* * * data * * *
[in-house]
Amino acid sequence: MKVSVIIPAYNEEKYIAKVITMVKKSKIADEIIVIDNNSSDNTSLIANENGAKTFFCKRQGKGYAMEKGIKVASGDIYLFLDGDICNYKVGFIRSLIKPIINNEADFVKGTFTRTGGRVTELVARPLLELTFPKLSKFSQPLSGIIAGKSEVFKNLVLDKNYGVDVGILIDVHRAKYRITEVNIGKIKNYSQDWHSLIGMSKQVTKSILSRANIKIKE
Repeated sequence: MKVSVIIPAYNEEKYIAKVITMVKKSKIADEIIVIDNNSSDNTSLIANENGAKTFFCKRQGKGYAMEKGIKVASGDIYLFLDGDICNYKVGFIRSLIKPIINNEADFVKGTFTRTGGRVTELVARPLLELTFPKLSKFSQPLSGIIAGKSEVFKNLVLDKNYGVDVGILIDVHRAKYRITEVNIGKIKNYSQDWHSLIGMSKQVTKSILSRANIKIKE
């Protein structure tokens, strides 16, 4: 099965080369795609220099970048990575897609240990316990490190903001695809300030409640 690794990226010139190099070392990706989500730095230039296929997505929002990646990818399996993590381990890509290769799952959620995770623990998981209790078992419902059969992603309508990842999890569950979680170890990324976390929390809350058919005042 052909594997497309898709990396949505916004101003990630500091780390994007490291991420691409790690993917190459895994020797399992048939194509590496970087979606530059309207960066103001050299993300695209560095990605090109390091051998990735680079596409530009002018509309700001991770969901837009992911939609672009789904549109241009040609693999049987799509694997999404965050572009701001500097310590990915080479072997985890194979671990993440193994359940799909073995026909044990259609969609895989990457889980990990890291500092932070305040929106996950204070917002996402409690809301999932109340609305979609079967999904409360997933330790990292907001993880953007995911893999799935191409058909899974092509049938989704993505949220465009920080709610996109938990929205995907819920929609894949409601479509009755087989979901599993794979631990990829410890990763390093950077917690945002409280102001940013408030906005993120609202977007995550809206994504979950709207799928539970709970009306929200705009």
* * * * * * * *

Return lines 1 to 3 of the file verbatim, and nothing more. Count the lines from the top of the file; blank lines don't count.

[in-house]
Amino acid sequence: MKVSVIIPAYNEEKYIAKVITMVKKSKIADEIIVIDNNSSDNTSLIANENGAKTFFCKRQGKGYAMEKGIKVASGDIYLFLDGDICNYKVGFIRSLIKPIINNEADFVKGTFTRTGGRVTELVARPLLELTFPKLSKFSQPLSGIIAGKSEVFKNLVLDKNYGVDVGILIDVHRAKYRITEVNIGKIKNYSQDWHSLIGMSKQVTKSILSRANIKIKE
Repeated sequence: MKVSVIIPAYNEEKYIAKVITMVKKSKIADEIIVIDNNSSDNTSLIANENGAKTFFCKRQGKGYAMEKGIKVASGDIYLFLDGDICNYKVGFIRSLIKPIINNEADFVKGTFTRTGGRVTELVARPLLELTFPKLSKFSQPLSGIIAGKSEVFKNLVLDKNYGVDVGILIDVHRAKYRITEVNIGKIKNYSQDWHSLIGMSKQVTKSILSRANIKIKE